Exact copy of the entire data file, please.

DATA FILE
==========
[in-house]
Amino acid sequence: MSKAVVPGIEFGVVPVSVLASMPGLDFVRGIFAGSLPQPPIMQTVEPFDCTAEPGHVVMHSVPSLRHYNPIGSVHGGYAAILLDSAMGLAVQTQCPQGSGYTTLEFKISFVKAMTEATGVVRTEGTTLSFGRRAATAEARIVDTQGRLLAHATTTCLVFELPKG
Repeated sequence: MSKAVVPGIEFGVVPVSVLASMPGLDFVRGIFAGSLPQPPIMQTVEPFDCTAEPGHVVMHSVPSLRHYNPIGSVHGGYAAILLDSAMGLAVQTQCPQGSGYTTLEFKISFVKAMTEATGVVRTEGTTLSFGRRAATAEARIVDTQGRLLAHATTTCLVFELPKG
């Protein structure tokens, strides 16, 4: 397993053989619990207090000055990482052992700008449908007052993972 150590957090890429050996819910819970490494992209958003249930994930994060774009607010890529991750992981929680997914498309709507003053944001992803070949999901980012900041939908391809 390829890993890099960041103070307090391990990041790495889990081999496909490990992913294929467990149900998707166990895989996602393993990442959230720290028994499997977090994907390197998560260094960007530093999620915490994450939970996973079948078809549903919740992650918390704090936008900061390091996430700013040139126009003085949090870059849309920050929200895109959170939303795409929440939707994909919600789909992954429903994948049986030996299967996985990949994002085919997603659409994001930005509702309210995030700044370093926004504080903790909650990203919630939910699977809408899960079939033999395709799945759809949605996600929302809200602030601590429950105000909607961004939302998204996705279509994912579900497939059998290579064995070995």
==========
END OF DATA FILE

[in-house]
Amino acid sequence: MSKAVVPGIEFGVVPVSVLASMPGLDFVRGIFAGSLPQPPIMQTVEPFDCTAEPGHVVMHSVPSLRHYNPIGSVHGGYAAILLDSAMGLAVQTQCPQGSGYTTLEFKISFVKAMTEATGVVRTEGTTLSFGRRAATAEARIVDTQGRLLAHATTTCLVFELPKG
Repeated sequence: MSKAVVPGIEFGVVPVSVLASMPGLDFVRGIFAGSLPQPPIMQTVEPFDCTAEPGHVVMHSVPSLRHYNPIGSVHGGYAAILLDSAMGLAVQTQCPQGSGYTTLEFKISFVKAMTEATGVVRTEGTTLSFGRRAATAEARIVDTQGRLLAHATTTCLVFELPKG
């Protein structure tokens, strides 16, 4: 397993053989619990207090000055990482052992700008449908007052993972 150590957090890429050996819910819970490494992209958003249930994930994060774009607010890529991750992981929680997914498309709507003053944001992803070949999901980012900041939908391809 390829890993890099960041103070307090391990990041790495889990081999496909490990992913294929467990149900998707166990895989996602393993990442959230720290028994499997977090994907390197998560260094960007530093999620915490994450939970996973079948078809549903919740992650918390704090936008900061390091996430700013040139126009003085949090870059849309920050929200895109959170939303795409929440939707994909919600789909992954429903994948049986030996299967996985990949994002085919997603659409994001930005509702309210995030700044370093926004504080903790909650990203919630939910699977809408899960079939033999395709799945759809949605996600929302809200602030601590429950105000909607961004939302998204996705279509994912579900497939059998290579064995070995």